China, Russia featured prominently.
The U.S. Trade Representative's office released its annual report today (April 28) on the adequacy and effectiveness of intellectual-property rights (IPR) protection. China and Russia are among 13 countries on the Priority Watch List, which identifies governments that do not provide an adequate level of IPR protection, enforcement or market access for rights holders. Canada and the European Union are among 34 U.S. trading partners on the lower-level Watch List, identifying countries that merit attention to ensure they address IPR problems.
The "Special 301" annual report identifies governments that need to take stronger actions to combat piracy and counterfeiting by, for example, cracking down on illegal optical disc production and Internet piracy or stepping up border enforcement against trade in fake goods. Concerns regarding China and Russia are featured prominently throughout the report.
"As one of the world’s leading innovators, the United States places significant emphasis on intellectual property protection and enforcement," said U.S. Trade Representative Rob Portman. "This report acknowledges the positive steps that several of our trading partners have taken to strengthen IPR protection over the past year. However, more needs to be done."
China is a top priority, the report notes. Although the United States recognizes the efforts of top officials in China, IPR enforcement in China continues to lag far behind the commitment made in the April 2004 Joint Commission on Commerce and Trade (JCCT), renewed in 2005 and 2006, to achieve a significant reduction in IPR infringement throughout China. The report concludes that IPR infringements throughout China remain at unacceptable levels.
The USTR reported that it will maintain heightened scrutiny of China, step up consideration of its World Trade Organization dispute settlement options, and for the first time scrutinize IPR protection and enforcement at China’s provincial level by conducting a special provincial review in the coming year.
“We look forward to the implementation and results of USTR’s new directive for a review of Chinese government efforts at the provincial level," says Neil Turkewitz, RIAA executive VP, international. "This announcement comes on the heels of a State Council directive earlier this week stating that China will punish officials who do not enforce intellectual property rights protection under a program that intensifies the country's crackdown on infringement. We are hopeful that these combined announcements will trigger meaningful reform."
Russia also continues to be a serious concern, the USTR's report notes. Although Russia has taken some steps to curb pirated production of optical discs in factories (particularly those located on government-owned property), high levels of IPR infringement remain, particularly infringements connected with Russia-based optical disc plants and Web sites.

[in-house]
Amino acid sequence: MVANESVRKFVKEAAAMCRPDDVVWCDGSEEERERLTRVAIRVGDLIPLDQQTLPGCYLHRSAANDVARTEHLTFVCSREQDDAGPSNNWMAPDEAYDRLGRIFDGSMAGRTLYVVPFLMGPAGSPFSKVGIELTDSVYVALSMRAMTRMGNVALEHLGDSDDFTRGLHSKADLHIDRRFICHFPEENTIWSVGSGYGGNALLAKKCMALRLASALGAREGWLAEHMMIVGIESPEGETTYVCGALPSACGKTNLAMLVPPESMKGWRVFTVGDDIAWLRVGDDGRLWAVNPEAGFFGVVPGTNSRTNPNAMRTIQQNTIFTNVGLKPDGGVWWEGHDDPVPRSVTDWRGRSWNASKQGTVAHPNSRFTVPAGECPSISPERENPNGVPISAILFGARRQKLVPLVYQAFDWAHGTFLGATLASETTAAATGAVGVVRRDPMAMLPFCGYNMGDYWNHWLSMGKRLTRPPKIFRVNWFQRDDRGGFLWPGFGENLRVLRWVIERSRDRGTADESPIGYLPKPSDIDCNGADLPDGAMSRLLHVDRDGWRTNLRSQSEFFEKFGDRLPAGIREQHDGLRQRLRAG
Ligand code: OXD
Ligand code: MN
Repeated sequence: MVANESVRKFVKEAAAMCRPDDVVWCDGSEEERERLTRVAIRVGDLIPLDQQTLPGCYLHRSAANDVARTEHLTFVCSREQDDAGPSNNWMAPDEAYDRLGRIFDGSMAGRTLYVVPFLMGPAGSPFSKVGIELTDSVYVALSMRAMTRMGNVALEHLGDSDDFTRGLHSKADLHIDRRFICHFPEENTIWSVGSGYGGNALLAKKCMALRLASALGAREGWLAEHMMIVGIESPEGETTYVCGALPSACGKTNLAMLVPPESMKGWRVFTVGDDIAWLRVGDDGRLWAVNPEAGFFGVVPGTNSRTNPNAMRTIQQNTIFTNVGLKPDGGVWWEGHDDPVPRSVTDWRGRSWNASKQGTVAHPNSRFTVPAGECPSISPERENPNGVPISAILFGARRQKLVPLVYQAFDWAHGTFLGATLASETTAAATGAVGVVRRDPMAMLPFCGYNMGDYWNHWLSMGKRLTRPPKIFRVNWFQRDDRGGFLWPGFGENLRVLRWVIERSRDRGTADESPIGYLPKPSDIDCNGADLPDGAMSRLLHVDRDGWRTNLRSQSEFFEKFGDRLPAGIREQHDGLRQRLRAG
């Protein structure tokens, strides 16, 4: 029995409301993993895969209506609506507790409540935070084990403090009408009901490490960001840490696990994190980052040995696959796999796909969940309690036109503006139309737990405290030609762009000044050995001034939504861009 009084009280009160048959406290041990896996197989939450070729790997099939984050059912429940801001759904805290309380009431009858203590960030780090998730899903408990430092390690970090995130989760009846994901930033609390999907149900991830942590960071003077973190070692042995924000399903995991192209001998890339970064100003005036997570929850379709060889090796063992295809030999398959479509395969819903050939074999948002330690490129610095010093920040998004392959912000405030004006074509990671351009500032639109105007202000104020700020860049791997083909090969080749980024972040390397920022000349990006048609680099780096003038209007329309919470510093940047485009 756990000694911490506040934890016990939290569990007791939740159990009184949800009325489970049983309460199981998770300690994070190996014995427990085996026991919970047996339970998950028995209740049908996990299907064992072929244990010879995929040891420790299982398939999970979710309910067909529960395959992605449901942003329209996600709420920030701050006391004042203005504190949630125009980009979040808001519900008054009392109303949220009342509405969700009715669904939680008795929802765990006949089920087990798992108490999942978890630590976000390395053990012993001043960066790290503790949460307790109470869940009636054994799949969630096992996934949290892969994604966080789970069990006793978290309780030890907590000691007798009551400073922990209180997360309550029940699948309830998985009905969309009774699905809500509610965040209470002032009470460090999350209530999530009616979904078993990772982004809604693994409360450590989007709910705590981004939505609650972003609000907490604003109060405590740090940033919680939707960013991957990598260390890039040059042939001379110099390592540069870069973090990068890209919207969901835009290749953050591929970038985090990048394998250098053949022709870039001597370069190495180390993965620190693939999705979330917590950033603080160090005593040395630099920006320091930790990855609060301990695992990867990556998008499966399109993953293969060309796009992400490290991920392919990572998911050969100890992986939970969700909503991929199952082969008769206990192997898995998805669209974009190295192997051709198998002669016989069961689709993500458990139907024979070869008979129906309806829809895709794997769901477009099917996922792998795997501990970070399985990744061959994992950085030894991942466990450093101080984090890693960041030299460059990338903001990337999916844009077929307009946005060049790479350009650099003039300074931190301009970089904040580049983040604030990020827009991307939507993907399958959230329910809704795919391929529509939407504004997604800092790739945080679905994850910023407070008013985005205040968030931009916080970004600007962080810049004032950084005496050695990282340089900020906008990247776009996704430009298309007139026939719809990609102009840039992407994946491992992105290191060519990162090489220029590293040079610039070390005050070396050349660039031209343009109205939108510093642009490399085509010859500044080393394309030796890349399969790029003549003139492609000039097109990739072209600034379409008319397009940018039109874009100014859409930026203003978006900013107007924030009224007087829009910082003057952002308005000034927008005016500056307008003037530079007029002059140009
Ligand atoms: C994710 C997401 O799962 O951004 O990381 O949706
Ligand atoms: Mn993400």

"We have been in discussions with the Russian government on these issues for nearly a decade," Turkewitz says. "Their relative inaction is inexcusable. In the coming months, the U.S. government should declare Russia ineligible to participate in the Generalized System of Preferences (GSP) program. Russia does not meet the criteria for enjoying benefits under GSP, and its eligibility should be terminated. The U.S. government should also continue to delay the entry of Russia into the World Trade Organization until they have demonstrated a clear and unambiguous ability and determination to meet their TRIPS obligations."
Canada is among the countries now scheduled for an out-of-cycle review. These are conducted on countries that warrant further review before the next Special 301 Report and could result in changes in their status before next April’s report. Other such reviews will involve Chile, Indonesia, Latvia and Saudi Arabia.
In addition to China and Russia, those countries on the Priority Watch List this year are Argentina, Belize, Brazil, Egypt, India, Indonesia, Israel, Lebanon, Turkey, Ukraine and Venezuela. Those on the Watch List are Bahamas, Belarus, Bolivia, Bulgaria, Canada, Chile, Colombia, Costa Rica, Croatia, Dominican Republic, Ecuador, European Union, Guatemala, Hungary, Italy, Jamaica, Kuwait, Latvia, Lithuania, Malaysia, Mexico, Pakistan, Peru, the Philippines, Poland, the Republic of Korea, Romania, Saudi Arabia, Taiwan, Tajikistan, Thailand, Turkmenistan, Uzbekistan and Vietnam.
Four countries were removed from the Watch List entirely because of improvement in intellectual property protection: Azerbaijan, Kazakhstan, Slovak Republic and Uruguay.